Advice to a Soon-to-Be Catholic Priest

COMMENTARY: The average parishioner wants a priest who loves God and loves them and loves what he’s doing, and they’ll forgive a lot of someone who does all this.

Ordination of a Catholic priest during Mass in Havana, Cuba.
Ordination of a Catholic priest during Mass in Havana, Cuba. (photo: Shutterstock)

“As you know well by now,” wrote my former student, a young man awaiting ordination through the Pastoral Provision for former Protestant ministers, being a Catholic priest “is a much more weighty endeavor than that of being an Anglican clergyman. I am scared and feel deeply inadequate for the task. I do not think my education is all that Rome thinks it is.”

Well, probably not, I thought, but then the education of many Catholic priests is not what Rome thinks it is, or wishes it were. He'd been an Episcopal minister for about five years.

As a layman, I found his worries kind of charming, and reassuring. Having taught at a Protestant seminary with some very talented but very confident graduates, I wished more of them had gone into their ministries with the same hesitation. Pride precedes a fall, as Proverbs tells us (twice), and humility would have prevented some really bad falls.

I offered him what advice I could, which was the same advice I give to young writers who ask how to get published: the classic instruction to write (in his case to write, say and do) what you know. He won’t look like a fool pretending to be something he’s not, but he will look like someone who offers what he has without pretending to have more, and people like that kind of honesty and transparency. (Most people. He will have parishioners who would've hated St. Francis of Assisi.)

What he knows will, of course, increase as he grows older and more experienced. But his knowledge will always feel inadequate to the task, because it will always be inadequate to the task. He should never feel that he has the priesthood down pat. I think he thought he should have it down — that being a good priest was like getting an A in a math course by mastering all the formulas.

The priesthood is a job for supermen, and most men aren’t super. Fortunately, God in his wisdom gave us priests whose mediatorial role (in celebrating the Mass and hearing confessions) is primarily a by-the-book affair.

We are not left, as are our Baptist friends, to depend upon the personal gifts of our ministers. If they have a bad preacher, the central purpose of the service is lost. If we have a bad preacher, Christ still comes to us in his body and blood.

I do not mean to diminish the priesthood by saying that it’s more paint-by-numbers than painting freehand — even paint-by-numbers can be done badly or well. Imagine what Rembrandt could have done with a paint set.

So I told my student to trust the people who’d picked him and just put on the uniform and do the job. He has a job description and a manual. The routine is set and the tools are ready. The old guys are around to help. Being humble is good, but being humble too long turns into self-absorption.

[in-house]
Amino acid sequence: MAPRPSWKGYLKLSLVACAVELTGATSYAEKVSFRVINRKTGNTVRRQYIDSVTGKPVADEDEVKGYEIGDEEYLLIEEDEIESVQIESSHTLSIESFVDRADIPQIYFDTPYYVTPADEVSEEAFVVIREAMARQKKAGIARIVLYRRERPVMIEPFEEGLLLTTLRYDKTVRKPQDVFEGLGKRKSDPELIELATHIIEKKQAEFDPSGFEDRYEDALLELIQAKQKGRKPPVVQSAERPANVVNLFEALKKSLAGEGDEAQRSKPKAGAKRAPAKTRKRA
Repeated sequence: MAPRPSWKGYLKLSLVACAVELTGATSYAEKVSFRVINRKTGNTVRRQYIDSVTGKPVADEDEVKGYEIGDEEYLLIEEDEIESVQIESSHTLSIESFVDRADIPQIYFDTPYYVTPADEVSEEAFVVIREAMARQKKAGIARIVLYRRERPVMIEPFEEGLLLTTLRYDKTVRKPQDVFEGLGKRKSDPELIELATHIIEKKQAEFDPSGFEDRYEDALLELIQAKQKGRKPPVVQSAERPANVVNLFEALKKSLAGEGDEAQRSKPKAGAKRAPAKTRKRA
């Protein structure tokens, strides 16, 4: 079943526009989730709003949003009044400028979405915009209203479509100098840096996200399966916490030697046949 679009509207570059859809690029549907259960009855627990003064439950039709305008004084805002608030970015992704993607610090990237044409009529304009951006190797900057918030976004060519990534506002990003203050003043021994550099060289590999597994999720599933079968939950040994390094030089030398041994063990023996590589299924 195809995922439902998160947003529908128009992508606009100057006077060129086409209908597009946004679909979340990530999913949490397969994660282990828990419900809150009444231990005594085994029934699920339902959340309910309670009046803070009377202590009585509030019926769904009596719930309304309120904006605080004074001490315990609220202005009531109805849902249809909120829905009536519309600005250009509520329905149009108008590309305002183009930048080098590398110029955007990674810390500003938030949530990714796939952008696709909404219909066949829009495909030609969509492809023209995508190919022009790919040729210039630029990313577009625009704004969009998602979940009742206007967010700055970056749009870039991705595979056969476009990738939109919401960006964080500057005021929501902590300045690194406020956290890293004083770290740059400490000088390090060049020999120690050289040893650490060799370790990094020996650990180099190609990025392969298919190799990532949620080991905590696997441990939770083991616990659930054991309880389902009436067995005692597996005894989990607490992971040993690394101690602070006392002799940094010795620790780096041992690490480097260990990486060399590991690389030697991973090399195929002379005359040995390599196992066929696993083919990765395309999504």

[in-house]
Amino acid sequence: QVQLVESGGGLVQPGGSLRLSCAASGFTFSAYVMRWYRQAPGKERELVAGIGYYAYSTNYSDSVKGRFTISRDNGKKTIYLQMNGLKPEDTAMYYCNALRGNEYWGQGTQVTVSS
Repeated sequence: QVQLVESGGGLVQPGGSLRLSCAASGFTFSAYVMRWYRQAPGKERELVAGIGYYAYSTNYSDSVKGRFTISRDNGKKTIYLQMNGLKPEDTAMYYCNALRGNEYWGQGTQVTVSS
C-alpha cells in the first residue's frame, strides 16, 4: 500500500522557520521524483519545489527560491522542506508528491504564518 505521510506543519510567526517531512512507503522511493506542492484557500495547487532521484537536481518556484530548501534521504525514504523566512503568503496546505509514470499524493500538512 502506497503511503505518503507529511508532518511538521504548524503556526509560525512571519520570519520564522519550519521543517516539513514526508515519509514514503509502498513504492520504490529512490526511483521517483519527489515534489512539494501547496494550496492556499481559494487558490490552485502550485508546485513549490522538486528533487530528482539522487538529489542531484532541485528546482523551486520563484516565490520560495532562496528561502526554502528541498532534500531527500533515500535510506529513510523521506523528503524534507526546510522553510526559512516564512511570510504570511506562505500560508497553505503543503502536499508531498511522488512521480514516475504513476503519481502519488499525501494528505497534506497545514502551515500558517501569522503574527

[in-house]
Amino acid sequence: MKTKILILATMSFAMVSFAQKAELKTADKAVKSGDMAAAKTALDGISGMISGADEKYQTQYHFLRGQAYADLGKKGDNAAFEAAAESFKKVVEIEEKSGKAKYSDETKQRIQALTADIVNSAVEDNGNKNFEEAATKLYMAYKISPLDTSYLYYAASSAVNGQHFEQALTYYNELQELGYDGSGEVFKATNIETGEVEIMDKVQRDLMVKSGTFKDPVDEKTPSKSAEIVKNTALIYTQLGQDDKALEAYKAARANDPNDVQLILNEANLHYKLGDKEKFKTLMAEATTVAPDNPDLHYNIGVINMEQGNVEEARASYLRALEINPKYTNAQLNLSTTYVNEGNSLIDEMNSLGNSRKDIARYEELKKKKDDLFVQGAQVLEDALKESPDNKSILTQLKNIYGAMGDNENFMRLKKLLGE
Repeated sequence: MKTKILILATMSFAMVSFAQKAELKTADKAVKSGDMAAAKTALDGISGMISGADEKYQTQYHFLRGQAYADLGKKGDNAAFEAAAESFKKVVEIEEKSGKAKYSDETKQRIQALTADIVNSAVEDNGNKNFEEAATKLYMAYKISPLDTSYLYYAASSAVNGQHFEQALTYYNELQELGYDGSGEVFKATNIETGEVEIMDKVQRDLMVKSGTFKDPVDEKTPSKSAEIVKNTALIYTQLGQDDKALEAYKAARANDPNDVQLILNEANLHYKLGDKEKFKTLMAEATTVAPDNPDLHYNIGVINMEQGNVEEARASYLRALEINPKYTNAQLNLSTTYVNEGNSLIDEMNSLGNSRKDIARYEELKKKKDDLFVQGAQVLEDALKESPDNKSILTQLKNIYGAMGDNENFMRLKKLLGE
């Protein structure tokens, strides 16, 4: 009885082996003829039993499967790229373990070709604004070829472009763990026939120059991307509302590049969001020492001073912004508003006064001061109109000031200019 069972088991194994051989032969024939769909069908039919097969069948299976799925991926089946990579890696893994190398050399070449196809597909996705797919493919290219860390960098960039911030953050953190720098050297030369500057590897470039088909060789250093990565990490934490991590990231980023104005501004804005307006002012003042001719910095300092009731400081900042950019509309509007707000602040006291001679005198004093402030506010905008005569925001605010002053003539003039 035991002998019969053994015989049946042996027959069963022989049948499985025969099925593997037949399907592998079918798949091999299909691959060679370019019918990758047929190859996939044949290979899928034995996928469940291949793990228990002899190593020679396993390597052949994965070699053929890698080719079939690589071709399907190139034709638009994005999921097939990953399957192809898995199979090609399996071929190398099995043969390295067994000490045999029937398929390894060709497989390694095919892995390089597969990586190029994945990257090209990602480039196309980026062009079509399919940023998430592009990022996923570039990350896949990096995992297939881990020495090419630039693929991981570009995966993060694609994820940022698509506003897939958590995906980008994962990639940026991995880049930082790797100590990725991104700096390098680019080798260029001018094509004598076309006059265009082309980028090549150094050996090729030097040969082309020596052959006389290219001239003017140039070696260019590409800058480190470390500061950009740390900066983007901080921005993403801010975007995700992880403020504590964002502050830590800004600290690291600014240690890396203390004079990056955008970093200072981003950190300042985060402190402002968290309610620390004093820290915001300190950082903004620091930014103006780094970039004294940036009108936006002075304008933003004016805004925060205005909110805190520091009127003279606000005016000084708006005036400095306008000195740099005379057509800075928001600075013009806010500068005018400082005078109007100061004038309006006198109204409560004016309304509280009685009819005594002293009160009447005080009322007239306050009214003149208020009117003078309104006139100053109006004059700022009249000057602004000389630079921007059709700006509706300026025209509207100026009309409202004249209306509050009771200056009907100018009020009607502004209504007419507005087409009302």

He was worrying too much that his parishioners would think him young and ignorant, I continued. From the layman’s point of view, having a young priest is a bit like riding with a new driver who's agreed to take you some place no one else would. You don’t mind his driving slowly and looking both ways several times at every stop sign, and you don’t object when he stays in the right lane on the highway even when he’s behind an even slower moving car.

You’re grateful that he does. You’ll arrive later than you would have with a better driver, but you’ll get there and more or less on time.

You would mind if he pretends to possess experience he doesn’t have, and speeds down side streets and rolls through the stop signs and keeps darting between cars to switch lanes on the highway, all the while driving with one hand and looking over at you every few seconds to talk. (I speak from some near coronary-inducing experiences.)

At any rate, the job is a simple and straightforward one. The driver has to drive the car along a set route, following the laws of the road, taking obvious precautions. He’s not being asked to do anything extraordinarily difficult, something requiring advanced skills, lightning-fast reflexes and long experience.

He’s not being asked to race a powerful F1 race car through the tight narrow streets of a medieval city in a Grand Prix race. He’s being asked to run you over to the grocery store in the next town.

And you may find the new driver’s conversation interesting, especially if he has an enthusiasm for the places through which he’s driving you, or even an enthusiasm for driving by itself. He might offer you pleasures the better driver would not, partly because he is new to driving people around. You may be glad to have had him drive you even if you do arrive late.

The Church has a system by which the least adequate of men may learn to serve her as priests, if they are called and if they are obedient, if they do their work humbly and love their people. Humility and love go a very long way — much farther than skills and gifts without humility and love.

The average parishioner wants a priest who loves God and loves them and loves what he’s doing, and they’ll forgive a lot of someone who does all this. Especially if that love includes the obvious desire to do the best he can and to grow in his gifts as their pastor.